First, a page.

The amazing thing is the Harry Potter talk is going to continue for a long time.  Whilst before the movie people were discussing their excitement for the movie, they are now discussing whether or not they liked the movie, specific scenes, and the fact that they are going on no sleep at work because they went to see the midnight showing (I, for example, have gotten 2 hours of sleep, but I had to make the sacrifice to see HP as soon as I could!).  The funnier part of this: people are tweeting in different languages about these topics.  It is truly amazing the effect Harry Potter has had on everyone all around the world.

I guess all I can say now is 492 days until Part I of the 7th book comes out in theaters, and 730 days until Part II of the 7th book comes out in theaters!  Then we can finally hear Molly Weasley say “Get away from my daughter, bitch!”

PR of Authors

Do you ever wonder about the PR of authors?  Many times, their books are in the public’s eye more than they are, but aren’t they just as famous as other actors?  Nicholas Sparks, J.K. Rowling, and many other authors have written well-known books, but would you really recognize them if you saw them?  According to my roommate, “If you saw Nicholas Sparks walking on the street, you would not recognize him, but if you saw him on a beach with wind-blown hair, you would know who he is.”

Authors are put in the spotlight when they are releasing a new book (even though they usually must have written a prior, successful book in order to be put in this spotlight).  Every single word they speak (or write) is critiqued.  Remember when J.K. Rowling told the world that Dumbledore was gay?  Remember the reaction of people who do not support the lifestyle of those who are gay?  Who did her PR?  How did she continue to have sales that skyrocketed despite the uproar at this announcement?  Or was this her tactic to garner the attention of people who are gay?  Was she really doing PR for her book?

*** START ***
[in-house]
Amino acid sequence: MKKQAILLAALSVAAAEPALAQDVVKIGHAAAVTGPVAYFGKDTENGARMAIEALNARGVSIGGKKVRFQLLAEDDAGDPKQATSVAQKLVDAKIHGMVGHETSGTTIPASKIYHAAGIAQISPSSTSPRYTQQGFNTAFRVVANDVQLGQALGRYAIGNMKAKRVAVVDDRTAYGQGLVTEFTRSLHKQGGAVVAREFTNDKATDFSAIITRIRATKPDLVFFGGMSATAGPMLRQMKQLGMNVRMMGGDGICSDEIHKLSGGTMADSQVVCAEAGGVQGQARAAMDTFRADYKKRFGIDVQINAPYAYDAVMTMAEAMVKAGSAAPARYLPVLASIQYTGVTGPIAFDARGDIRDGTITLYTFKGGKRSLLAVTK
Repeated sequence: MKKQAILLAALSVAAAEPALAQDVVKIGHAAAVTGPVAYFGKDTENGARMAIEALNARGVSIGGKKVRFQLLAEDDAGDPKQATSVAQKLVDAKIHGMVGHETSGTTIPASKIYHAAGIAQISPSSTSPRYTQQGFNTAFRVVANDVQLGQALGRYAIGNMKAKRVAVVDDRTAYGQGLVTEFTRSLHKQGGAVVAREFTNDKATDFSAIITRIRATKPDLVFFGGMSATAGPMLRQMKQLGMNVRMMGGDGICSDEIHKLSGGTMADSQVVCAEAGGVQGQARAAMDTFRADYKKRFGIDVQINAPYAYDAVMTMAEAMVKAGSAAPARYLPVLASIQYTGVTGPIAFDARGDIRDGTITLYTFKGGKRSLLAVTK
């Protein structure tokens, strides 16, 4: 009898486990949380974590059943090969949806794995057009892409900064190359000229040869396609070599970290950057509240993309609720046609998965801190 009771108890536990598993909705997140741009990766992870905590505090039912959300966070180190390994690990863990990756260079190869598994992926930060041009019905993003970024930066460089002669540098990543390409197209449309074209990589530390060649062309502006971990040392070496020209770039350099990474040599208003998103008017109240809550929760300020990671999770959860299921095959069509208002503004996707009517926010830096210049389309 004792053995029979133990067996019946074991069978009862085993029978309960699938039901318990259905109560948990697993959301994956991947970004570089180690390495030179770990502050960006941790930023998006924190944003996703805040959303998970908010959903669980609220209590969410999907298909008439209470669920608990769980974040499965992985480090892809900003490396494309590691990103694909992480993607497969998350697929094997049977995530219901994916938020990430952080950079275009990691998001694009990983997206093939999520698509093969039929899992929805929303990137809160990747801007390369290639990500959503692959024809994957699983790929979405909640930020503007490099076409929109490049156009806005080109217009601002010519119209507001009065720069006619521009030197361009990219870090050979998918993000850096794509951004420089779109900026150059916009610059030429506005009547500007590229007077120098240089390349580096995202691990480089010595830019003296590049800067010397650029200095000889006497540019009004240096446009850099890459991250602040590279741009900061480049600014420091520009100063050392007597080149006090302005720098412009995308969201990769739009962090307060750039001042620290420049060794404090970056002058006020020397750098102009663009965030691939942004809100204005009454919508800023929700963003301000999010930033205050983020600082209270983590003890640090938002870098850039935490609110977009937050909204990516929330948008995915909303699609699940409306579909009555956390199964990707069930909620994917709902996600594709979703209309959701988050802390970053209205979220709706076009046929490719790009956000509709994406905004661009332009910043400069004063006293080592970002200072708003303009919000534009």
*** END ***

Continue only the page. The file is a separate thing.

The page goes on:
I feel the PR done by authors is very subtle, if not non-existent.  I cannot remember the last time I heard a Nicholas Sparks book being promoted before its release.  Even the new hit books by Stephenie Meyer were not promoted until the release of its movie.  Personally, I do not hear about many wonderful books that I would enjoy reading until they are made into a movie, such as The Notebook, The Secret Life of Bees, Twilight, etc.

However, is this technique a way to give the authors protection from the media?  Actors and actresses do not have this attention, but by writing a book, the characters are put in the spotlight, the author lives through the characters, AND the author does not get bombarded by unnecessary press (besides the desired press about his/her work).  Maybe authors have it the right way…